After receiving a free drink ticket from PubMatic for signing up for their iPod drawing, I set out to meet some other guests. The first dynamic duo I met were Adam and Braxton from Zannel, the Twitter of mobile phone rich media. By which I mean, they turn your mobile phone photos and video into micro-blog updates, the same way Twitter and FriendFeed do. Adam, Zannel’s CEO and a former McKinsey consultant, mentioned that users seemed to take a lot of photos of food, and we got into a conversation about how they might try to monetize that and other types of user content to build a real revenue stream for the micro-blog.
The second person I met was David Koehn of Phlooq, a stealth-mode social technology startup that connects individuals with the events and businesses they are fans of. Phlooq will enable a publisher like San Francisco’s 7×7 to tap into the social graph of a reader when he or she indicates what events she will be attending. I got a sneak-peak of the new app on David’s iPhone and from our conversation it sounded like the business was nearing the point of “unveiling.” I would say more, but then I would probably have to kill you…
Finally, I met Brendan Nee and his friend Justin, two young business partners working on an interesting new iPhone app which will help digest the powerful GPS data of local public transportation into a useful form. Using your phone’s own GPS signal, you could determine the best route from your current location to the destination of your choice using public transit, taking into consideration the current location of the busses, trains, and other vehicles in the network. The challenges confronting them, they explained, were two-fold:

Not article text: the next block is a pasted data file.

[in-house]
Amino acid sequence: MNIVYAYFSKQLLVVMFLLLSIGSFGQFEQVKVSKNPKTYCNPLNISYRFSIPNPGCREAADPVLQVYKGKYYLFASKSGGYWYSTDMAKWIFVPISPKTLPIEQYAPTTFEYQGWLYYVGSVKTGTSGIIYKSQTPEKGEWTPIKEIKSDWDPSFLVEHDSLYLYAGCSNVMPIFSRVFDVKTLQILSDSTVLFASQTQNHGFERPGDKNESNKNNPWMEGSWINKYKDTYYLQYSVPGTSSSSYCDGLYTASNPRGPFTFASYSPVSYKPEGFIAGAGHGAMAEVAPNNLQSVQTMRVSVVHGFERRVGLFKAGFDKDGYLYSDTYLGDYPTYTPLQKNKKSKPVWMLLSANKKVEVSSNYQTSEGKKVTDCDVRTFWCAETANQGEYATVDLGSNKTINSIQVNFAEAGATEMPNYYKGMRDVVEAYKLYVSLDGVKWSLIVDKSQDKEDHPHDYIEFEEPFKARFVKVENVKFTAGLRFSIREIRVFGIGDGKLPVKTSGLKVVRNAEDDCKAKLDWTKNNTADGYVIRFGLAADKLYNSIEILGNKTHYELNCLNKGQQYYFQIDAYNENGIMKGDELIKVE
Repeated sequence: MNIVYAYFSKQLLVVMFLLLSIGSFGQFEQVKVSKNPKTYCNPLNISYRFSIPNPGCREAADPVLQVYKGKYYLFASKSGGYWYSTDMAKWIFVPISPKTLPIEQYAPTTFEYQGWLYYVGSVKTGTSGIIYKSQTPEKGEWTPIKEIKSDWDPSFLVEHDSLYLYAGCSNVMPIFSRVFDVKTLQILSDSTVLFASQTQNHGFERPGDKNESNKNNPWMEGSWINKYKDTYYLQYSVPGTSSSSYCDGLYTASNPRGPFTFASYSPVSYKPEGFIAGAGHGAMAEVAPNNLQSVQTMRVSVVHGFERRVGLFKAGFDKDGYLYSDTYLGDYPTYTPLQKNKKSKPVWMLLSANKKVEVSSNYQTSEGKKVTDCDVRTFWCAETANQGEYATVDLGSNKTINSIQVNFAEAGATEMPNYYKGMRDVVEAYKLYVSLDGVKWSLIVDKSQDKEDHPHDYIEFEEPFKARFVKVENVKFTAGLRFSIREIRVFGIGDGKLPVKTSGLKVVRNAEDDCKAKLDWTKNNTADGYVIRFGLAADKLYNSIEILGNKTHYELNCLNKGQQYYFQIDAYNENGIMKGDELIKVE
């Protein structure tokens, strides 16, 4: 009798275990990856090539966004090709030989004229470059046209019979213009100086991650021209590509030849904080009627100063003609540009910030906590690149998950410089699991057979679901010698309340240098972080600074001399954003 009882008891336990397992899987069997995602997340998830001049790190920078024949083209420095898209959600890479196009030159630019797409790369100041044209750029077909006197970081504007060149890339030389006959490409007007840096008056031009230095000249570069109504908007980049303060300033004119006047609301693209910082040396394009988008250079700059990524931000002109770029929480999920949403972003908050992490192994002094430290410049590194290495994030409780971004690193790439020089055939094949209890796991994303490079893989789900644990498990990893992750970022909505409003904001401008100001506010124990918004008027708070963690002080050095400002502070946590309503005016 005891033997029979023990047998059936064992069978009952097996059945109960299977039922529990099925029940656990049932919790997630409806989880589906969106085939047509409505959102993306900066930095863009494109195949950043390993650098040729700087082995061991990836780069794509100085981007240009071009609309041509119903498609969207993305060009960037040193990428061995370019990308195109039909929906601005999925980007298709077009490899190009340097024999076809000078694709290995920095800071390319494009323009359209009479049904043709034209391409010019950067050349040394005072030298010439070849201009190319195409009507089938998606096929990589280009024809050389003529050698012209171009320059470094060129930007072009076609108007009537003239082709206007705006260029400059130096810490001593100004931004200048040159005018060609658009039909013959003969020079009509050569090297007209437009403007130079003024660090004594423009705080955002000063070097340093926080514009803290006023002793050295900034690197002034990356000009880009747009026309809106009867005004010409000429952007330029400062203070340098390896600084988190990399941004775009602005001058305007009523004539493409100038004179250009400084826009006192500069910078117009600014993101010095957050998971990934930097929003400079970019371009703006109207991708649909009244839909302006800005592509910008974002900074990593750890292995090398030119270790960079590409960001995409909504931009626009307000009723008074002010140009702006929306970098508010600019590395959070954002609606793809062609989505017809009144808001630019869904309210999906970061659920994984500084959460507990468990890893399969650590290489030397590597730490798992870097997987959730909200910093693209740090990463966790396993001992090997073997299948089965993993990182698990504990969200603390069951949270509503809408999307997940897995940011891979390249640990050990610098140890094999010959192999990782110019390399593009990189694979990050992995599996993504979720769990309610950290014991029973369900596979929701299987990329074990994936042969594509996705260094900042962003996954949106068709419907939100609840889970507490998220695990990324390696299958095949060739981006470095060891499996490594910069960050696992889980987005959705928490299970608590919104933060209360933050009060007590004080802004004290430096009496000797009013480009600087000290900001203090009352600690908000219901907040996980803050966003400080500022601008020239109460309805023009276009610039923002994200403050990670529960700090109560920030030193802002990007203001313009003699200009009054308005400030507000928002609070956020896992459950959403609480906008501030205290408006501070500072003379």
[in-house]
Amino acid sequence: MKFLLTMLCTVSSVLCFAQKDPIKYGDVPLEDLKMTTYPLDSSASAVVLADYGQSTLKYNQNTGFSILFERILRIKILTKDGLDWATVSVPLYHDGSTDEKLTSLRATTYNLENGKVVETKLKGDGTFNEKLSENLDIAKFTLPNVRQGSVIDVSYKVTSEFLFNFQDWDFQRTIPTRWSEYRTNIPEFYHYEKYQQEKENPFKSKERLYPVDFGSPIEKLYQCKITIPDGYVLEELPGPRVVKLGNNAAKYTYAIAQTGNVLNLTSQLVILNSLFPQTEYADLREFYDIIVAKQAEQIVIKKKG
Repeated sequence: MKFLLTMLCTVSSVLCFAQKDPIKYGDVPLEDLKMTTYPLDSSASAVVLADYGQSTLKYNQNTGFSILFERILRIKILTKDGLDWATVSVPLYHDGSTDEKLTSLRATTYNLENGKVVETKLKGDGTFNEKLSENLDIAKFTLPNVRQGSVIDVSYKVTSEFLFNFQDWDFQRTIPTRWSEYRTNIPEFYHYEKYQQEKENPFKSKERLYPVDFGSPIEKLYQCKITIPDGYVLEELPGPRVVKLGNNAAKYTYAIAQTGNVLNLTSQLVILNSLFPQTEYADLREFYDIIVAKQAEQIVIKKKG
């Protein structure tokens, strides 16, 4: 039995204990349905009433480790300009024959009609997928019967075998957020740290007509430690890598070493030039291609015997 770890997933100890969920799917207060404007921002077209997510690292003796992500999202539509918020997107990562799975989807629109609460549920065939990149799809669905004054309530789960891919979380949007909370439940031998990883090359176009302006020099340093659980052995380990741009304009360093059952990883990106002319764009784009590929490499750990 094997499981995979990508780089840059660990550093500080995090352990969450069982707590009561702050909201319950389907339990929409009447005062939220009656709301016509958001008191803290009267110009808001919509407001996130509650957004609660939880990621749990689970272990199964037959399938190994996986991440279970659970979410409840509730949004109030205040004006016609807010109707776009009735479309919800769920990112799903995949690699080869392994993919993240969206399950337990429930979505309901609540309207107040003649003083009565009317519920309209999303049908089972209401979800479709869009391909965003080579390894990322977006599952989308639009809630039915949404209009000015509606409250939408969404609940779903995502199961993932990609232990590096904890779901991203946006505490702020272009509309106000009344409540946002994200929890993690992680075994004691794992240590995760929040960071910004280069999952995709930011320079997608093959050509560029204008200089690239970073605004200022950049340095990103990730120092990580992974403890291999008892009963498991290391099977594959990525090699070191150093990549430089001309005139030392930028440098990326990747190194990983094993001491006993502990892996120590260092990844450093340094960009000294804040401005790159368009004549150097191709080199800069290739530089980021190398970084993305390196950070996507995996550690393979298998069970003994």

- First, getting MUNI and other public transit networks to share their data. Releasing this data would be potentially embarrasing to the transit authorities, since it could reveal just how often their services fail to arrive on time. Then again, argued Brendan and Justin, by sharing the data with an application like theirs, users would be better equipped to react and make alternative arrangements.
- Second, how to monetize the application. If MUNI doesn’t even want to share the data in the first place, it would be a stretch to think that they would be willing to pay a software developer for delivering it in a user-friendly form to riders. We discussed alternatives, including helping public transit systems without GPS-enabled networks get online. The two could serve as a center of excellence in deploying the technology, and deliver the technology to analyze the GPS data on a fee-for-service basis to help the transit authority cut costs and optimize its network. They could then also push that proprietary data out to riders in the form of a application, perhaps with a small monthly fee.
SummerMash was a great event, even if the organizers didn’t quite manage to get the doors open on time. It’s nights like these that I will miss most after leaving the SF Bay.